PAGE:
The Los Angeles County Office of Education Loses Its Damn Mind

The school-to-prison pipeline in Los Angeles County just got a whole lot shorter. In fact, for the coming school year, it will disappear entirely!

Now they will waste no time. The schools themselves will become prisons. That, at least, is the gist of a recently released document, “A Planning Framework for the 2020-2021 School Year” by Dr. Debra Duardo, superintendent of L.A. County Schools. There she lays out her COVID-19 guidance for the fall. It’s filled with educational jargon about “stakeholders” and “bargaining units,” brightly color-coded tables, and 44 pages of decision matrices, templates, and flow charts.

But the core point remains: Duardo’s “best practices” for schools recommend treating children like prisoners—assuming the schools reopen at all.

She calls for placing “seats 6 feet apart,” installing “floor markings to illustrate social/physical distancing,” and providing students with “lunch and/or meals in supervised, non-congregate settings” that “avoid sharing tables whenever possible.” 

Staggered recesses and different entry and exit points for all students and staff are a must. “Cloth face coverings” should be worn all day long, of course. Duardo imagines a typical classroom stripped of all furniture to allow for a maximum number of 16 students. 

In a particularly jarring line, Duardo explains why this must be done: “to limit people encounters.” The annihilation of basic human interaction and social life is a small price to pay to confront the coronavirus! 

This thinking forces children to live in perpetual fear under onerous mandates and regulations. It treats them as prisoners. Even walking from one place to another will not be done freely in schools under the “new normal” in the nation’s most populous county. 

Children should not live this way. Americans cannot allow bureaucrats to treat our children in such a despicable and unwarranted manner. 

These students need friendship and playtime. They need the ability to see each other, to smile and laugh. They need to be able to share books and toys. They absolutely do not need to be subjected to the unnecessary fear of neurotic adults with no sense of proportion or reality.

In Los Angeles County there have been some 2,000 COVID-19 deaths. That works out to roughly 1 in every 4,600 Angelenos having died this year from the illness. For reference, roughly 1 in every 140 Americans dies annually. Coronavirus, therefore, makes up only a minute percentage of overall deaths in Los Angeles County. And that’s among the whole population. When it comes to children, the coronavirus is virtually no threat at all.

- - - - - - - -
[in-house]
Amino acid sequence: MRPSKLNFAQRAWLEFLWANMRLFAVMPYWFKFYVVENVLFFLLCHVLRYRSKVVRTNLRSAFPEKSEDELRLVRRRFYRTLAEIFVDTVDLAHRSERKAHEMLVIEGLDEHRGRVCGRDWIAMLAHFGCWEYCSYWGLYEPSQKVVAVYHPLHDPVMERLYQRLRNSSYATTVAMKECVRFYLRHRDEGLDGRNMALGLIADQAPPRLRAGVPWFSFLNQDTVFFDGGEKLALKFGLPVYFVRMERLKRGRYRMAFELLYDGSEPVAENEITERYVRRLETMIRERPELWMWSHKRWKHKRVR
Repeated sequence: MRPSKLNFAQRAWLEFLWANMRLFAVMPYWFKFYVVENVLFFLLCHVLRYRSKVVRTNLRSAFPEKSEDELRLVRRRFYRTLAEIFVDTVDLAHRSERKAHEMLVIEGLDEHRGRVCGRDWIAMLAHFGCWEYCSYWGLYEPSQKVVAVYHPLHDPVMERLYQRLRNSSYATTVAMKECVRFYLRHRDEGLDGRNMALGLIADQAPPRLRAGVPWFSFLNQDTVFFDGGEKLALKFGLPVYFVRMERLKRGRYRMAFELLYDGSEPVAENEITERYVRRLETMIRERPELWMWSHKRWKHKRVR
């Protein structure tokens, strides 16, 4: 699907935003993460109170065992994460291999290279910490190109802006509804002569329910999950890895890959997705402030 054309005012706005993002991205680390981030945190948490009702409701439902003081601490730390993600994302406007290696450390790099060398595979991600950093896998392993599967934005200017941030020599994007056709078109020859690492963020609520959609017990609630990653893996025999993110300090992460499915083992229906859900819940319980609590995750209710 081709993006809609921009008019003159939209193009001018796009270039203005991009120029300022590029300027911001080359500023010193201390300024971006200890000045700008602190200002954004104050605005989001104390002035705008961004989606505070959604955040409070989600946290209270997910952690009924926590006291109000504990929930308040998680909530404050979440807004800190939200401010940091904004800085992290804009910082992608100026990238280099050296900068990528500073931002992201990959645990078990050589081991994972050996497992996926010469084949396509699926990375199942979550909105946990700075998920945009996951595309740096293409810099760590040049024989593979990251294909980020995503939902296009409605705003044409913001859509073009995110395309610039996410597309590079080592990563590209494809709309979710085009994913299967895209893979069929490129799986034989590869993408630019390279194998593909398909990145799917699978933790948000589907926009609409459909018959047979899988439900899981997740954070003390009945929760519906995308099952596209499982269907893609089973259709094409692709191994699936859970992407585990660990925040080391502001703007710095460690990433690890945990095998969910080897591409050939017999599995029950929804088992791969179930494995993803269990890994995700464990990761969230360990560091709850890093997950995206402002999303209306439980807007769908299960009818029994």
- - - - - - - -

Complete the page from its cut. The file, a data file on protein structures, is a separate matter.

In 2018, 186 American children died from seasonal influenza. As of May 28, there have been 90 coronavirus deaths in Americans aged 0 to 24. Even with an expanded age range, the number of coronavirus deaths among young Americans is still far lower than pediatric deaths from the annual flu! Put another way, according to the Centers for Disease Control, 15,050 Americans between the ages of 0 and 24 have died this year—which means this group is 167 times more likely to die from any cause other than COVID-19.

According to the California Department of Health, zero percent of the coronavirus deaths in L.A. County is attributable to children under the age of 18.

Zero percent.

The risk of death to children from this illness in the county isn’t just minuscule—it is nonexistent. 

None of the “health and safety” measures being put in place by Los Angeles County has anything to do with the health or safety of students or even teachers and staff. There is no conclusive evidence that placing desks six feet apart, wearing face masks, or establishing specified “ingress and egress points” will reduce the transmission of the coronavirus in the general population or among students. 

But even if they did, it still would not answer the question of whether we must sacrifice the spiritual, mental, and educational well-being of our children to this illness. Is the risk of death so high that we must imprison our children? 

Absolutely not. What Duardo and her staff want to do to our children is insane. 

Americans should not submit to their crazed whims. We certainly should not subject our children to them. 

About Josiah Lippincott

Josiah Lippincott is a former Marine officer and current Master's student at the Van Andel School of Statesmanship at Hillsdale College.

Photo: Frederic J. Brown/AFP via Getty Images

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